The largest community in the Northwest Arctic Borough of Alaska, the City of Kotzebue offers a wide range of activities for visitors, both in town and in the surrounding wilderness. A crossroads of local culture and natural wonders, it has something to offer to anyone with a spirit for adventure and an appreciation of the people and wilds of the 49th state.
History of Kotzebue Alaska
Named for Otto von Kotzebue, a Baltic German who explored the neighboring sound in search of the northwest passage in 1818, Kotzebue Alaska is the borough seat of the Northwest Arctic Borough. It was incorporated on October 14, 1958, But has existed for much longer. Kotzebue was founded as a Reindeer Station in 1897, and the site has been the home of the local Inupiat people and their center of trade in furs, seal oil, fish, and other valuables for nearly 10,000 years. In 1958, it became home to the Kotzebue Air Force Station, which was operational until 1983.
In Town in Kotzebue
Places to Stay in Kotzebue
If you’re looking for a place to stay in Kotzebue, Alaska for an overnight stay before and after you are out in the field, we suggest making your reservations prior to your trip. There is one hotel in town and a few B&B’s.
Restaurants in Town
Considering the remote location, Kotzebue Alaska has a variety of places to eat. Uutuku is a local favourite, with famous Chinese spicy chicken that some say is the best in the state. There’s no seating, so order ahead and prepare for a delicious dinner in your hotel room. For a dine-in Chinese restaurant, try the Empress. If you’d prefer pizza, Little Louie’s renowned in the area.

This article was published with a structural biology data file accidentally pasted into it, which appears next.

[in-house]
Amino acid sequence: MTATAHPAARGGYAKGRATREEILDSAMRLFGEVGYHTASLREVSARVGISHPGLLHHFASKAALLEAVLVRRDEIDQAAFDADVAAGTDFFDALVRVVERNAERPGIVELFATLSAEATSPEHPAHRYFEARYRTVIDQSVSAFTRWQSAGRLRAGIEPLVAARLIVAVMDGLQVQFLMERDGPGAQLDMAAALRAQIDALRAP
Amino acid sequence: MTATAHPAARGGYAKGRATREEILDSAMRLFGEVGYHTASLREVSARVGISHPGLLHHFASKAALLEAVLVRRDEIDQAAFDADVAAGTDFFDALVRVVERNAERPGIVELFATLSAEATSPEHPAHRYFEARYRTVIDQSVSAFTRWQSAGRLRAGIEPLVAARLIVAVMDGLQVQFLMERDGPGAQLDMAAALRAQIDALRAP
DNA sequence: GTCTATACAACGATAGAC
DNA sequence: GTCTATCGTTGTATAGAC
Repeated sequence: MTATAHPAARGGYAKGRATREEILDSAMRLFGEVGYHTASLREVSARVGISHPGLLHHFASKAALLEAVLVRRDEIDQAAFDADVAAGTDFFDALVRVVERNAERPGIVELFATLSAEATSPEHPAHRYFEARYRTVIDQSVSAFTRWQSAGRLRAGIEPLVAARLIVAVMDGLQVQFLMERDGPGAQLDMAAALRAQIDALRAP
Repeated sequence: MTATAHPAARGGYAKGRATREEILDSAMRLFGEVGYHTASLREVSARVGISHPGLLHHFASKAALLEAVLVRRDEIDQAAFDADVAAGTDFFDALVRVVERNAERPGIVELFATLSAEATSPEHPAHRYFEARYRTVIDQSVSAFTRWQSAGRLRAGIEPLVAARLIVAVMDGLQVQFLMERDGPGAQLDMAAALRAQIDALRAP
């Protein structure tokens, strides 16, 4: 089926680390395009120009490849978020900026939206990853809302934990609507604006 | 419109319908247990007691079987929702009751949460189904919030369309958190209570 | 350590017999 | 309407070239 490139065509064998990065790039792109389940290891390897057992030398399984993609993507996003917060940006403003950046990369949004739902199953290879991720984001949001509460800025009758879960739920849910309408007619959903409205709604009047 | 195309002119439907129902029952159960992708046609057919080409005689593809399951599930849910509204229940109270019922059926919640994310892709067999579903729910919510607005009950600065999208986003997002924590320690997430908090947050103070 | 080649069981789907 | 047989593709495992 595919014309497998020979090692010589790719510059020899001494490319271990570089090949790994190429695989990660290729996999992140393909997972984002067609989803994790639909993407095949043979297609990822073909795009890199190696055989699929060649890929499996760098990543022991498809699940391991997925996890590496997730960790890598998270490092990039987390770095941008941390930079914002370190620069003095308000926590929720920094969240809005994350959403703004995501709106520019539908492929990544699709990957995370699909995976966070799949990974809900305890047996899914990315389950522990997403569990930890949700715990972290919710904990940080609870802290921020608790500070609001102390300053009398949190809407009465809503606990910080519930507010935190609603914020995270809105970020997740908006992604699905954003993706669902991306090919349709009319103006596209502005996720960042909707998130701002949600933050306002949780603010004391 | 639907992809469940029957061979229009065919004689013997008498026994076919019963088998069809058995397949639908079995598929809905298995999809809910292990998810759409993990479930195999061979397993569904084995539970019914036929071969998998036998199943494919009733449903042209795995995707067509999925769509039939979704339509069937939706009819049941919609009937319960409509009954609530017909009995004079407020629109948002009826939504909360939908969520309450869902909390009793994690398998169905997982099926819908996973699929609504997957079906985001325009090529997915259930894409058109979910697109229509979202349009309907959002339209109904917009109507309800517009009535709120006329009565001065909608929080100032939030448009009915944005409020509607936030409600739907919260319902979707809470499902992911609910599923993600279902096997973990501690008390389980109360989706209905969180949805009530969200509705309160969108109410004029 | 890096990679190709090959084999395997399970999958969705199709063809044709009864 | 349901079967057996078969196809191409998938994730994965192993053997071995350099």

Kotzebue is a “Damp Village”
In a “Damp” Village, alcohol is sold and available in town through the City run Liquor Store (that happens to be attached to the City Jail). However, the amount of alcohol any one person can purchase on a daily basis (with a permit that must pre-purchased) is strictly regulated. They also limit the amount of alcohol that you can bring into town with you.
As with most things in the remote areas of Alaska, things can be quite pricey – the Liquor Store in Kotzebue is NO exception to that rule. Temporary Permits for visitors are available at the Package Store. Prices vary by length of stay. Learn more.
Despite being a relatively small town, Kotzebue Alaska is by no means a boring city. For those interested in natural history, the Northwest Arctic Heritage Center is a fantastic place to spend a couple of hours. The detailed exhibits illustrate the birds, fish, and other wildlife of the region, as well as the history of the native Inupiat people as well as other Native Alaskan populations.
For the traveler more interested in artistic pursuits, the Sulianich Art Gallery hosts a wide array of pieces; crafted from whale bone, baleen, and even mammoth ivory; created by local craftspeople.
The center of town is home to Cemetery Hill, a cemetery consisting mostly of crosses and unique Spirit Houses, which are left to house the souls of loved ones until they transition into heaven.
In early April, the Kobuk 440 starts right in town. The last sled dog race of the mushing season, the mushers travel 220 miles east along the Kobuk River before turning back and returning to Kotzebue, usually taking 3-4 days.
Between July and August, the Keta Salmon, also known as Chum Salmon run up from the Kotzebue sound and into the hooks, nets, and spears of waiting fishermen.